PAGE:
Security lessons from Mossack Fonseca
Behind the scandal and headlines the ‘Panama Papers’ is a story about a data breach and some uncomfortable security home truths.
The so-called ‘Panama Papers’ made headlines around the world. The hacked trove of leaked emails and documents lifted the lid on the financial machinations of some of the world’s most powerful people and turned Mossack Fonseca into the world’s most infamous Panamanian law firm.
The number of documents leaked is so vast, and the contents so explosive, we can expect the Panama Papers to keep our journalists, politicians, lawyers and law enforcement busy for years.
Lessons to be learnt from this data breach
Behind the scandals and the eye-catching headlines, the Panama Papers is also the story of an enormous, devastating corporate data breach – one described by Edward Snowden as the “biggest leak in the history of data journalism”. There are lessons to be learned for all of us.
Setting aside the nature of the hacked content, the method of the cyber attack itself begs two fundamental questions: how could it happen and how could it be so extensive?
How could such a breach happen?
It’s tempting to assume that such a breach involving so much sensitive information from an organisation with so much at stake would require the use of super-human skills or incredible technology.
Not a bit of it.
Cyber-security is sometimes brutally asymmetric and that point was illustrated perfectly by the assorted security researchers who poked and prodded the Panamanian company’s perimeter once the leak was revealed.
What they found was a litany of easily remedied, easily uncovered and easily exploited mistakes:
Mossack Fonseca’s Outlook Web Access portal, and likely the Exchange server behind it, hadn’t been updated since 2009. Worse still the server did not use TLS, meaning that all of its email communications were unencrypted and vulnerable to eavesdropping and man-in-the-middle attacks.
Mossack Fonseca’s client portal was even worse – it was running a version of the Drupal CMS that hadn’t been updated since 2013, which means that it had at least 23 remotely executable vulnerabilities. One, from 2014, was so bad that the Drupal Security team was urging users to “proceed under the assumption that every Drupal 7 website was compromised unless updated [within] 7 hours.“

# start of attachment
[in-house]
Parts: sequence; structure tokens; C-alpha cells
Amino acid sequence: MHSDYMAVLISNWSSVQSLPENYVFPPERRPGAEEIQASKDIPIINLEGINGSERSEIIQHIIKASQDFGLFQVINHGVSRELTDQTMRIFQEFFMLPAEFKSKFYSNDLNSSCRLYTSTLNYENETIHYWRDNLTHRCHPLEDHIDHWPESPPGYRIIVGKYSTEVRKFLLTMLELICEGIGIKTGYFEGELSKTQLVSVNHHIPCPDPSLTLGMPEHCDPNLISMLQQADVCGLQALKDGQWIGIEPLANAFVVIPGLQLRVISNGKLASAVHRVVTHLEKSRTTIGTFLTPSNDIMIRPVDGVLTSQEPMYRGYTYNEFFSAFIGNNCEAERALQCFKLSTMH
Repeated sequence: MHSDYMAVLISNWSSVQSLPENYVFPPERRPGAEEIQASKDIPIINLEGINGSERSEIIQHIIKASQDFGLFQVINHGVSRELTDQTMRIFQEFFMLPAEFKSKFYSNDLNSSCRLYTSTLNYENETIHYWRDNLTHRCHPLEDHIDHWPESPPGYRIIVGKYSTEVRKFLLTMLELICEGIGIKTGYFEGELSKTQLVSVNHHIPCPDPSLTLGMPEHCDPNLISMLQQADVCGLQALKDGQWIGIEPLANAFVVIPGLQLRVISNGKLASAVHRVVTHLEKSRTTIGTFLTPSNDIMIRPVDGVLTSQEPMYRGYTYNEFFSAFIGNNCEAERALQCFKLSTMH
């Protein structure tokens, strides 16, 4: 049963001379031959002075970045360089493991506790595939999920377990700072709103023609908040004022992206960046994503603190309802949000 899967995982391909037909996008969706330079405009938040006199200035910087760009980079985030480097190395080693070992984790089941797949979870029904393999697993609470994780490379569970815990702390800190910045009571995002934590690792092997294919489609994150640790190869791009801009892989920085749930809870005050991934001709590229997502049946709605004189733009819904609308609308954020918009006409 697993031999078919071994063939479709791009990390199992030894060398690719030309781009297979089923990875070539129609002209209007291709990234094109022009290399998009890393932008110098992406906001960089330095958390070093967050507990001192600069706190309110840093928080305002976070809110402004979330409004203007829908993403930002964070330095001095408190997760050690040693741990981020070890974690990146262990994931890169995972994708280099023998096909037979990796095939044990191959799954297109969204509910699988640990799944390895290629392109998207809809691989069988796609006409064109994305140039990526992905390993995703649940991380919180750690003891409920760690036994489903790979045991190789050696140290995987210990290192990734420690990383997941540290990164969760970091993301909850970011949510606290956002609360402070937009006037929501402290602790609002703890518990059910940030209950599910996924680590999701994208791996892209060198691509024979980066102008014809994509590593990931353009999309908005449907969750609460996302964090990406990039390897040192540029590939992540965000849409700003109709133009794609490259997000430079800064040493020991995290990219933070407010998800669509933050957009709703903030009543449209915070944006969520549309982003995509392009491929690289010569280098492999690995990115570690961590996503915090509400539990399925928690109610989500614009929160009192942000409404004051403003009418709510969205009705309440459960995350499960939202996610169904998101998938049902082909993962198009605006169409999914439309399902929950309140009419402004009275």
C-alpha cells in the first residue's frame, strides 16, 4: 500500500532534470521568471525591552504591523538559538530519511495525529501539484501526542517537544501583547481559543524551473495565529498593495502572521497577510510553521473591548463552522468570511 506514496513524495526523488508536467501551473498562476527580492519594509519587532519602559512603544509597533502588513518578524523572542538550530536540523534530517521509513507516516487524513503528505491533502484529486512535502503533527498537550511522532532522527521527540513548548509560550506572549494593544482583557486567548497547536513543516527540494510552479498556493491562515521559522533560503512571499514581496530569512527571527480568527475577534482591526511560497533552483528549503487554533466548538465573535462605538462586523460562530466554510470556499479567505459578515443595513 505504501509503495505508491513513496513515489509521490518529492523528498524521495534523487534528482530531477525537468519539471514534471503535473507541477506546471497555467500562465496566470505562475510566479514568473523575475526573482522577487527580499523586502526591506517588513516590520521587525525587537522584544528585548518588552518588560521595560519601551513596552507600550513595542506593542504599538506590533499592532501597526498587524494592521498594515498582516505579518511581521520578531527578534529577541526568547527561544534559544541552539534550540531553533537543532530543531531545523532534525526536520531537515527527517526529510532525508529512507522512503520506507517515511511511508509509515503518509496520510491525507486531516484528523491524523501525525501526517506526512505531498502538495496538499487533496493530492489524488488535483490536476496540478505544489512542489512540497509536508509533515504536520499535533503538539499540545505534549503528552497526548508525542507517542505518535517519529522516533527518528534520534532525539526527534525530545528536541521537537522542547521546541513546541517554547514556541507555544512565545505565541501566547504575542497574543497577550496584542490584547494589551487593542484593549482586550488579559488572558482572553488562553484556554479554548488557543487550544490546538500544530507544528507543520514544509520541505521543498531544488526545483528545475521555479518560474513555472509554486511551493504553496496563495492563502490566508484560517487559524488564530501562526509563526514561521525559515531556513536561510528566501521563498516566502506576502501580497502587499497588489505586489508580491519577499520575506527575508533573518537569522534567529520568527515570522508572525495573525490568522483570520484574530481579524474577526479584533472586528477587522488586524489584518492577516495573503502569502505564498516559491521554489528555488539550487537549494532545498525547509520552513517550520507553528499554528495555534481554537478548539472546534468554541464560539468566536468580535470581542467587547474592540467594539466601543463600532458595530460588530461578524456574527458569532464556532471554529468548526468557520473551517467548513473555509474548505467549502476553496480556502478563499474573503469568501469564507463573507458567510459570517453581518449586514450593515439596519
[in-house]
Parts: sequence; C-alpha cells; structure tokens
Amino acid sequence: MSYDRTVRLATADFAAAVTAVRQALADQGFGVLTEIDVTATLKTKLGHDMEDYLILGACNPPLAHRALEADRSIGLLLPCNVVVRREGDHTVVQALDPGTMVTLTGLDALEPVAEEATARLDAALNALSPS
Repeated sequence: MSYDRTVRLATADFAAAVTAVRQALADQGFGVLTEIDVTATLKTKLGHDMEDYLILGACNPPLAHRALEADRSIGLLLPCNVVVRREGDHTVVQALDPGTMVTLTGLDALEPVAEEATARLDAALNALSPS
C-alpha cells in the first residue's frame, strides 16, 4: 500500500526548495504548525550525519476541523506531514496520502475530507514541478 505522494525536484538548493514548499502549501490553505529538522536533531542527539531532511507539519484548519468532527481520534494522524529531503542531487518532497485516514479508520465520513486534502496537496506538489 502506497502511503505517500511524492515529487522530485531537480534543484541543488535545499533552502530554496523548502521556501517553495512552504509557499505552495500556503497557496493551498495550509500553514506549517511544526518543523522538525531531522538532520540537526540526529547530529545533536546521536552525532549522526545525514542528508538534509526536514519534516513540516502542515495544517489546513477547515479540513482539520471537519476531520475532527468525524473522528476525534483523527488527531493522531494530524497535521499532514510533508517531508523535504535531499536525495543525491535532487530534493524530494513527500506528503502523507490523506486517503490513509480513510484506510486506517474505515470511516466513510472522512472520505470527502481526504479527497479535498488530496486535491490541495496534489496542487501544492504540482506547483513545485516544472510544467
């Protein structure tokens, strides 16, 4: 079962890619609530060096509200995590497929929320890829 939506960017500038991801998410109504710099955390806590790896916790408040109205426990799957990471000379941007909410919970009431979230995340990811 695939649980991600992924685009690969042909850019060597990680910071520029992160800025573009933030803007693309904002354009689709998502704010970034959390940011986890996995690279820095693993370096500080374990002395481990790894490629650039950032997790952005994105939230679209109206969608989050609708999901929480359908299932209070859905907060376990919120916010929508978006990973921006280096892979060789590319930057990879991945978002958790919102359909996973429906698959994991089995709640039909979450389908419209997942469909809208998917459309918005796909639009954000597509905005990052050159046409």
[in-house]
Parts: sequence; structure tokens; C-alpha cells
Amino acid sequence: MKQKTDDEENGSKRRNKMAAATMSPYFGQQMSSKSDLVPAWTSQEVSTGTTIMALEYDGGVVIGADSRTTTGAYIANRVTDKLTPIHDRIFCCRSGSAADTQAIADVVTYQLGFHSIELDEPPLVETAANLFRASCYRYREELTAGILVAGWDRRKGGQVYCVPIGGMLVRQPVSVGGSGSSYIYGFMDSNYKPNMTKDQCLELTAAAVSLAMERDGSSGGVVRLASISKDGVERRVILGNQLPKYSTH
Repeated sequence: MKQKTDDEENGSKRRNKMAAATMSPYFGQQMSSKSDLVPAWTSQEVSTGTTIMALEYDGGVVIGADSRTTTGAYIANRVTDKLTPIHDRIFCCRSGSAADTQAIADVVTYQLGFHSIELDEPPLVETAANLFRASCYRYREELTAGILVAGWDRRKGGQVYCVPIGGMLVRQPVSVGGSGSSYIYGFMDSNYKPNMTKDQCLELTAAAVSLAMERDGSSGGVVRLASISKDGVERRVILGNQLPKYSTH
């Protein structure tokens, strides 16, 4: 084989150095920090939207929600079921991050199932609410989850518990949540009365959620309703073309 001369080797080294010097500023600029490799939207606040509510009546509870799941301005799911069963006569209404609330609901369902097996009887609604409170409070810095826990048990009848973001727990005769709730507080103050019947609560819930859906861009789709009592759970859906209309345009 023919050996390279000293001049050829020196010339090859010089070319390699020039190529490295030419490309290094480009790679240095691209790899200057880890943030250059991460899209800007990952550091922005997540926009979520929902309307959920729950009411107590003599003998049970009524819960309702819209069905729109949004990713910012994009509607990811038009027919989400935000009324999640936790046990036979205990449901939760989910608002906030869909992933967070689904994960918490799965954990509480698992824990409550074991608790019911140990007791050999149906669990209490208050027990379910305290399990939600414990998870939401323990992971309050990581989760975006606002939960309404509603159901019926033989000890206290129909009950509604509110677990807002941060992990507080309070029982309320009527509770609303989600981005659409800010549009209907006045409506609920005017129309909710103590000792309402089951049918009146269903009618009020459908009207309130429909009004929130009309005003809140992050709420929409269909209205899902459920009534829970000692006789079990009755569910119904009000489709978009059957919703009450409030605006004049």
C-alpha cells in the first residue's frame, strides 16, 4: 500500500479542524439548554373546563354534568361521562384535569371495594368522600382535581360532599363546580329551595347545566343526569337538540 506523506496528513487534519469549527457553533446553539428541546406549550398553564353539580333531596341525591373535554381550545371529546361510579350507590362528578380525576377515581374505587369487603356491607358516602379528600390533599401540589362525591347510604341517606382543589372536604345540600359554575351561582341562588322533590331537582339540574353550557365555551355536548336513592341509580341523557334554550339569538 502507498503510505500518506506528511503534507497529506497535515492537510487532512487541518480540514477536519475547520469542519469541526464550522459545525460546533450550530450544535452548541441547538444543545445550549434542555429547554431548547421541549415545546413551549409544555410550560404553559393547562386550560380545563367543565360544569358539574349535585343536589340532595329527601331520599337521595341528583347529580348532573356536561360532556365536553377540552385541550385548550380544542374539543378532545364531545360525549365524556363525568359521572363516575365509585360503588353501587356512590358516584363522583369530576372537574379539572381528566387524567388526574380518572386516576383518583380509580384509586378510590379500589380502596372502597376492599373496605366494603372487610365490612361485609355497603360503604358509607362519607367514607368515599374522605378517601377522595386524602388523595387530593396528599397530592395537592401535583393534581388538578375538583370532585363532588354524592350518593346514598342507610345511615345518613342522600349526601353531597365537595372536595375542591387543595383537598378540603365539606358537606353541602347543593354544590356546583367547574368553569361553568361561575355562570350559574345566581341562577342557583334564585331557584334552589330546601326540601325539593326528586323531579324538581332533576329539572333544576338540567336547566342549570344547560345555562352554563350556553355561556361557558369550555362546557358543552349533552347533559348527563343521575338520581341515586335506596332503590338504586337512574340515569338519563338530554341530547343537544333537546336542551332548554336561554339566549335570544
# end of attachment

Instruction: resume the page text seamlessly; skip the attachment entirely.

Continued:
The company’s website ran on an open CMS, WordPress, that was three months out of date and running a vulnerable version of the Revolution Slider plugin. The vulnerability, described as “trivially easy” to exploit, can be used by an attacker to gain a remote shell on the web server (a foothold into Fonseca’s system). That remote shell would have given an attacker all kinds of freedom and access and, thanks to some other plugins running on the system, login details for the company’s mail server.
We don’t know how Mossack Fonseca was breached or if any of the vulnerabilities found since the story broke played a part but we can say that any of those vulnerabilities could have. Each of them is a ‘Panama Papers’ waiting to happen and each of them was caused by nothing more than a failure to observe the basics.
How could it get so big?
Perhaps the most remarkable thing about the Mossack Fonseca breach is the scale of it. The whistleblower appears to have all but cleared out the company, making off with 2.6 terabytes of data in the form of 11.5 million documents revealing 40 years of company history. This is perhaps the largest exfiltration of data since the Sony, where the hackers were able to download feature length films undetected.
In the physical world, robbing a bank requires a getaway car. Robbing Fort Knox would require a convoy of trucks. With physical things the time, cost and effort involved scales as the size of the job increases.
Cybercrime and perimeter defences
In the virtual world you can rob a bank or steal everything a company owns, no matter how large your loot. Cost and risk does not increase at the same rate as the size of the breach. There is higher ROI to exfiltrate as much as they can, and they are becoming increasingly skilful at avoiding detection – even at high volumes.
It’s why you can’t rely on perimeter defences alone to protect your network, why networks need to be sub-divided and why applications need to be attack-aware. Attackers who make it inside your walls need to be made to work hard for every step they take inside your network. They need to be faced with detectors and tripwires at every turn.
According to the reports, the hackers at Mossak Fonseca sent their looted data to journalists as whistleblowers who wanted to uncover the sordid truth of tax avoidance. Perhaps this is true. Another plausible explanation is that Fonseca refused to pay the ransom the hackers demanded. Or perhaps a ransom was paid, but the data released anyway to enable a safer getaway. We will never know – because in cybercrime the getaway car is never found..